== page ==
# An object with a mass of #12 kg#, temperature of #210 ^oC#, and a specific heat of #7 J/(kg*K)# is dropped into a container with #32 L # of water at #0^oC #. Does the water evaporate? If not, by how much does the water's temperature change?

#40572-84T=36.51648+0.13376T

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To determine if the water evaporates, we need to calculate the amount of heat transferred from the object to the water and compare it to the heat required for the water to evaporate.

First, calculate the heat transferred from the object to the water using the formula:

[ Q = mc\Delta T ]

Where:

- ( Q ) is the heat transferred,
- ( m ) is the mass of the object,
- ( c ) is the specific heat capacity,
- ( \Delta T ) is the change in temperature.

Given:

- ( m_{\text{object}} = 12 , \text{kg} ),
- ( T_{\text{initial}} = 210 , ^\circ C ),
- ( c_{\text{object}} = 7 , \text{J/(kg*K)} ),
- ( T_{\text{water, initial}} = 0 , ^\circ C ),
- ( V_{\text{water}} = 32 , \text{L} ).

First, we need to convert the volume of water to mass using the density of water:

[ \rho_{\text{water}} = 1000 , \text{kg/m}^3 ] [ V_{\text{water}} = 32 , \text{L} = 0.032 , \text{m}^3 ] [ m_{\text{water}} = \rho_{\text{water}} \times V_{\text{water}} = 1000 \times 0.032 = 32 , \text{kg} ]

Now, calculate the heat transferred:

[ Q = m_{\text{object}} \times c_{\text{object}} \times (T_{\text{final}} - T_{\text{initial}}) ] [ Q = 12 \times 7 \times (0 - 210) = -17640 , \text{J} ]

Since the heat transferred is negative, it indicates that heat is transferred from the object to the water.

Next, we need to calculate the heat required to evaporate the water:

[ Q_{\text{evaporation}} = m_{\text{water}} \times L_{\text{vaporization}} ]

The latent heat of vaporization for water is ( L_{\text{vaporization}} = 2260 , \text{J/kg} ).

[ Q_{\text{evaporation}} = 32 \times 2260 = 72320 , \text{J} ]

Comparing the heat transferred from the object (-17640 J) to the heat required to evaporate the water (72320 J), we find that the heat transferred is insufficient to evaporate the water. Therefore, the water does not evaporate.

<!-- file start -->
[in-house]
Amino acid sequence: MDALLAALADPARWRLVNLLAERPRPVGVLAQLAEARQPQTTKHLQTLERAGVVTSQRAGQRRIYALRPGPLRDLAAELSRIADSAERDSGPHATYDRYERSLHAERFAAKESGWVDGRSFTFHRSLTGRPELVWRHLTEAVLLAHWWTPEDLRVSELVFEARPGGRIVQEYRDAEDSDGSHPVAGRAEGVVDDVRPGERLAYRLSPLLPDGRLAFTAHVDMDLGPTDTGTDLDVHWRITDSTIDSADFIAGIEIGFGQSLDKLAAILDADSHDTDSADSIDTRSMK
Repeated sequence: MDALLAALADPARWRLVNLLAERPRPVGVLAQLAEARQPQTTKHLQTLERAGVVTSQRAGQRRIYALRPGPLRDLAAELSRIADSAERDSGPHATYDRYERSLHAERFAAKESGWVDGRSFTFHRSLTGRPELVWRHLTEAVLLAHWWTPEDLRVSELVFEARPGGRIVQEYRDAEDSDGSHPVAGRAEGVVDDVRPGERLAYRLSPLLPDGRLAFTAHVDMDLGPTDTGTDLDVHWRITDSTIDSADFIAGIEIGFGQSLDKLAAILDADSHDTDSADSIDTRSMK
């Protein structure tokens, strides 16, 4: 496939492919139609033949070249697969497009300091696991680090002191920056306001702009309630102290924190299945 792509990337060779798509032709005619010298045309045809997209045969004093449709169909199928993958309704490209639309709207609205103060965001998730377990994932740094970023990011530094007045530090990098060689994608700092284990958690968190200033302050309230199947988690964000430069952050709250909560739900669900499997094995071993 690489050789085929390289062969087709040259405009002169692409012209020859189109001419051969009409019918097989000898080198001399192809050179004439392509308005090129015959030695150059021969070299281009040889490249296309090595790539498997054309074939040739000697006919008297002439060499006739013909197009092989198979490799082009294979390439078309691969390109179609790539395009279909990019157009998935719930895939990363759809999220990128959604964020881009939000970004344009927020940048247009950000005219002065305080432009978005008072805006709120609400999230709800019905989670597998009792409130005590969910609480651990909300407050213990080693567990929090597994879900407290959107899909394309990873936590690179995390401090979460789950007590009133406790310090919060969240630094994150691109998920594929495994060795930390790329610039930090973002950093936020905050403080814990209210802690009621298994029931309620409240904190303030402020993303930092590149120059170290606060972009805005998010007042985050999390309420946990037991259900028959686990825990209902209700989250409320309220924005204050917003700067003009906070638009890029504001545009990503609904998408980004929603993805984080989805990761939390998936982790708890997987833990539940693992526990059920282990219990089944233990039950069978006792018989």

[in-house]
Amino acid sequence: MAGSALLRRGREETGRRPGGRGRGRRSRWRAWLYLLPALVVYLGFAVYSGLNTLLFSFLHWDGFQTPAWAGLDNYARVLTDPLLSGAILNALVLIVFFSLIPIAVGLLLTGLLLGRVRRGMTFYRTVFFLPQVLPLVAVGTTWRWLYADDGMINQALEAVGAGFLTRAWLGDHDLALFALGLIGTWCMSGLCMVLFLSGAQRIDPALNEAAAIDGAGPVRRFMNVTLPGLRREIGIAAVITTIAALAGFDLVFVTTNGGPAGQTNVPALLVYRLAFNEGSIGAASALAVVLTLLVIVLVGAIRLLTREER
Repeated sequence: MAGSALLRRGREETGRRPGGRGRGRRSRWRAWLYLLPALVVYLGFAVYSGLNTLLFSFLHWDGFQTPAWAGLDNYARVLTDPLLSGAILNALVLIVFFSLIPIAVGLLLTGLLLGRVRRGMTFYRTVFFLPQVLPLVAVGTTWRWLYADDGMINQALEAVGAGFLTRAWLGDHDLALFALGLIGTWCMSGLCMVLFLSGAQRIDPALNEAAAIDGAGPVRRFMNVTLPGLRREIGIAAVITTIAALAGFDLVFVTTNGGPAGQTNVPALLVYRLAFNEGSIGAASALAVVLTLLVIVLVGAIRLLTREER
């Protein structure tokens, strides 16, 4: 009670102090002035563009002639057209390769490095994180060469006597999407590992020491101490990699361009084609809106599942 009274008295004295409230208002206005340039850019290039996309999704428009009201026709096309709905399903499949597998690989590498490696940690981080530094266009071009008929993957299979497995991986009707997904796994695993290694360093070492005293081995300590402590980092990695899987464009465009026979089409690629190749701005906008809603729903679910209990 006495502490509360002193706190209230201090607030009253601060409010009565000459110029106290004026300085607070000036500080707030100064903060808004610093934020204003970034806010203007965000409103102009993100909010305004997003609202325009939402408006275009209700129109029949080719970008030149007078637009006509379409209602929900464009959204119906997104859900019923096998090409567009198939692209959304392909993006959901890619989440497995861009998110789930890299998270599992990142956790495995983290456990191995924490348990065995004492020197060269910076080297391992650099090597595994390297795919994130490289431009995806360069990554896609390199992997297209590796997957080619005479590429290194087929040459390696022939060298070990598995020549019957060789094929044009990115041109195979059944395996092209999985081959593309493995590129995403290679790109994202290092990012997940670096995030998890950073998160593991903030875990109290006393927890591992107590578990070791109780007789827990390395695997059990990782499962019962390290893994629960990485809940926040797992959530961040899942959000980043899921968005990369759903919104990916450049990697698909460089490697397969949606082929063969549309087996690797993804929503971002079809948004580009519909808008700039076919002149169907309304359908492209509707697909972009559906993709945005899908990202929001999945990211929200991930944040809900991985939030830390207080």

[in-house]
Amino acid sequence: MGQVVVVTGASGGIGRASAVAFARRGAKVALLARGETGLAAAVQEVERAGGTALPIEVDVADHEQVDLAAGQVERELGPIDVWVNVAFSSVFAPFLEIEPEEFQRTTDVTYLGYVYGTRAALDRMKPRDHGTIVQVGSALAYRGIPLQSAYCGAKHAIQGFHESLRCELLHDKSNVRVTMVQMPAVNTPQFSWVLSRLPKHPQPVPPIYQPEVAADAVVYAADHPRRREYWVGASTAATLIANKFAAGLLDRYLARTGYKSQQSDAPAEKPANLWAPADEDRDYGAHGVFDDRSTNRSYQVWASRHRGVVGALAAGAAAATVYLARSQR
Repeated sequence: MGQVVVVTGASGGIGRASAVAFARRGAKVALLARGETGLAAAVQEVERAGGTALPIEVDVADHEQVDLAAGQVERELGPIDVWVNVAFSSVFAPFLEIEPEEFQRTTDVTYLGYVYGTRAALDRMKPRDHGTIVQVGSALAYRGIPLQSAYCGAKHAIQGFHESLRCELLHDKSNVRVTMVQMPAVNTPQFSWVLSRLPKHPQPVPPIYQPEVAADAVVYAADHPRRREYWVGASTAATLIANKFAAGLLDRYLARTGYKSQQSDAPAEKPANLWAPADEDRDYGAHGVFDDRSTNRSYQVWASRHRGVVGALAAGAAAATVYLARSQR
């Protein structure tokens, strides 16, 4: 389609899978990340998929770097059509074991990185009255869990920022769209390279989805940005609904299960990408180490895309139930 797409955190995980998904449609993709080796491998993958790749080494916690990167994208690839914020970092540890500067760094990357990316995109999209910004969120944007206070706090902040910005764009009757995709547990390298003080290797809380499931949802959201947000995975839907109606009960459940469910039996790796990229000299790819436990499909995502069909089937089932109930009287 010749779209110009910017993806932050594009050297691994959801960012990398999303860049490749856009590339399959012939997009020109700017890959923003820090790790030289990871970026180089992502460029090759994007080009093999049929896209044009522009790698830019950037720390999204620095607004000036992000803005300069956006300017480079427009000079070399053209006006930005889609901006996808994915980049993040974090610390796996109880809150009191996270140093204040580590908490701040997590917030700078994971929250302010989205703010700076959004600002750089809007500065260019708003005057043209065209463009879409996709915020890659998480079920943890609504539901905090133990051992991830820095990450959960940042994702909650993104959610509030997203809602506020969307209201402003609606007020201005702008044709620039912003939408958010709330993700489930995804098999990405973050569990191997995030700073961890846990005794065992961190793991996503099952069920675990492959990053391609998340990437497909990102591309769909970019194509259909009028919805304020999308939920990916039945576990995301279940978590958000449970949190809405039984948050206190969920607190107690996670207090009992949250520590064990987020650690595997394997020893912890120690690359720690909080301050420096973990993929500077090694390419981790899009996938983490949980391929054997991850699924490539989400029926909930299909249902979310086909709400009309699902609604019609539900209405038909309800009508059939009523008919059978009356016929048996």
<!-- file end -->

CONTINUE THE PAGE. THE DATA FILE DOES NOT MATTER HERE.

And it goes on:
To find out by how much the water's temperature changes, we can use the fact that the heat gained by the water is equal to the heat lost by the object:

[ Q_{\text{water}} = -Q_{\text{object}} ] [ m_{\text{water}} \times c_{\text{water}} \times \Delta T_{\text{water}} = -m_{\text{object}} \times c_{\text{object}} \times (T_{\text{final}} - T_{\text{initial}}) ]

Solving for ( \Delta T_{\text{water}} ):

[ \Delta T_{\text{water}} = \frac{-m_{\text{object}} \times c_{\text{object}} \times (T_{\text{final}} - T_{\text{initial}})}{m_{\text{water}} \times c_{\text{water}}} ]

Given:

- ( c_{\text{water}} = 4186 , \text{J/(kg*K)} )

Substitute the values and solve:

[ \Delta T_{\text{water}} = \frac{-12 \times 7 \times (T_{\text{final}} - 210)}{32 \times 4186} ]

[ \Delta T_{\text{water}} = \frac{-84 \times (T_{\text{final}} - 210)}{133792} ]

[ \Delta T_{\text{water}} = \frac{-84T_{\text{final}} + 17640}{133792} ]

[ \Delta T_{\text{water}} = \frac{-84T_{\text{final}}}{133792} + \frac{17640}{133792} ]

[ \Delta T_{\text{water}} = -0.000628T_{\text{final}} + 0.1319 ]

Therefore, the water's temperature changes by ( -0.000628T_{\text{final}} + 0.1319 ) degrees Celsius.

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When evaluating a one-sided limit, you need to be careful when a quantity is approaching zero since its sign is different depending on which way it is approaching zero from. Let us look at some examples.

When evaluating a one-sided limit, you need to be careful when a quantity is approaching zero since its sign is different depending on which way it is approaching zero from. Let us look at some examples.

When evaluating a one-sided limit, you need to be careful when a quantity is approaching zero since its sign is different depending on which way it is approaching zero from. Let us look at some examples.

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